I think this is about nothing particular anymore. This war no longer needs any reason to continue – it just is.

It was an ambush. We were moving slowly, carefully maneuvering through a boulder field, when the heat ray hit. The alarms screamed, tripod broke into a trot, Lance blindly fired our front gunpod. The air was suddenly full of dust, then simply not there. We broke through, then slowed to a stop about two klicks away. The Mickeys thought it through – we had to slow down in the boulders, which gave them a perfect place to hit us with a heavy heat ray. It burned through the armor, took out entire sensor station along with Clean, and sliced off the better half of Chief’s legs. Neither we nor the suit were able to stop the bleeding – and that was that.

The Kurtz compound was barely worth the name – just three shelters, prefab hothouse, small drone foundry and a tiny powerplant. There were just six humans there, including Colby and the civilian; six humans and about a hundred combat drones. I could tell they were unshackled: normal combat drones do not take kill souvenirs. When we moved in, they all looked in silence.

They overpowered us about thirty minutes after we left the tripod.

I spent two weeks in the cage. They took away my rebreather. I was on their air, bound not just by cage but by the umbilical, snaking away to the camoed prefab shelter barely visible through red dust. I’m pretty sure I hallucinated there, but the visits from Kurtz were real.

“What are they gonna say about him? What are they gonna say? That he was a kind man? That he was a wise man? That he had plans, man? That he had wisdom? Bullshit, man!”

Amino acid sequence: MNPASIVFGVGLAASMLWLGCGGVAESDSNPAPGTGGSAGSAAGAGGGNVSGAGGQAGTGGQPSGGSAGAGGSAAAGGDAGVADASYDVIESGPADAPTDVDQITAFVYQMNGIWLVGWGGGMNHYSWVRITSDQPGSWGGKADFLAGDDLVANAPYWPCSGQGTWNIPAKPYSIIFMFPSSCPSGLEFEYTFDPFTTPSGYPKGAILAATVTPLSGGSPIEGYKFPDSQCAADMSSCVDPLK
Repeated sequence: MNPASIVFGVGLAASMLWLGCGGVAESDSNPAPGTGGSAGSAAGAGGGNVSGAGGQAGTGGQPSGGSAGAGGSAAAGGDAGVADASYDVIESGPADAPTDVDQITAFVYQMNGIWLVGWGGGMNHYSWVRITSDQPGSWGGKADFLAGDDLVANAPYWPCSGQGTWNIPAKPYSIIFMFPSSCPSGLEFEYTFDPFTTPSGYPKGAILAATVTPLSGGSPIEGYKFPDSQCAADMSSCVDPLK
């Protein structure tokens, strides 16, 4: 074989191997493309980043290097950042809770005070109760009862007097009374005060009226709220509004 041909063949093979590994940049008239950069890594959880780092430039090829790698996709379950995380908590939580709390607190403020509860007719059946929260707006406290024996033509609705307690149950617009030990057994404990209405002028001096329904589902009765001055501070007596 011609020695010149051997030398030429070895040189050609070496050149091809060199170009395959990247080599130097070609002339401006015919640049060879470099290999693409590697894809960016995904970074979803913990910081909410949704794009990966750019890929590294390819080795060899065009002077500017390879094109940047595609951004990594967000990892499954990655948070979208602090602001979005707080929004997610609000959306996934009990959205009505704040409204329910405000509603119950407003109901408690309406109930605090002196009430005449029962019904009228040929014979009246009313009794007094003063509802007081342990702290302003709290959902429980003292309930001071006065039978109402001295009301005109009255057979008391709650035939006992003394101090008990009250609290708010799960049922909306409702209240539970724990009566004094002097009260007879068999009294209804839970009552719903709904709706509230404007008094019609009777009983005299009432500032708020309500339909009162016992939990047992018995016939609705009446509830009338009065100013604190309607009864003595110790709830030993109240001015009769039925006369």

I thought they’ve put something in my air, but the photojournalist’s suit was on closed loop. He was ranting without any additional chemical help.

Maybe it wasn’t just in my air, but in the thin air around us, in the dust, in the bulbous plants. Maybe you simply went mad down here, in the canals.

He belonged here. It was that simple.

I don’t think the Command saw that – or if they did, they failed to see what will happen if they send him down. All the psych evaluations they gave me weren’t worth two shits, anyone who ever set foot on Syrtis Major could see this. He hadn’t “lost restraint”, was not “suffering from delusions”, his state of mind wasn’t “caused by long-time isolation and combat stress”.

He was a Martian, more than this poor bastard Colby with all his Soldier Plus mods. I wouldn’t be at all surprised if he could live here without his suit. He was tuned to the bones of this dead planet, that’s why he had to die. Everybody wanted him dead, he most of all. Even Mars wanted him dead, and that’s who he really took his orders from anyway.

In the end, there was nothing remarkable here. No Precursor ruins, no warrens, no Martians. Nothing special about this particular nook of this particular canal. Nothing but dust and Kurtz.

Now of course it was just dust, slowly eating away the tracks my tripod left.

Posted in EN

5 thoughts on “Postcards from Mars

  1. So it is “Heart of Darkness” meets “War of the Worlds” and “Man Plus”. What else? What have I missed?

  2. A mi, ponieważ nie czytałem “Jądra ciemności”, skojarzyło się z “Plutonem”. No i przez tego Phobosa na poczatku to mi się kojarzy z “Wieczną wojną”

  3. Pluton powiadasz… A mi z “Czterema pancernymi”, ten cały Hans Kloss mówił tak dziwnie że musiał być z Marsa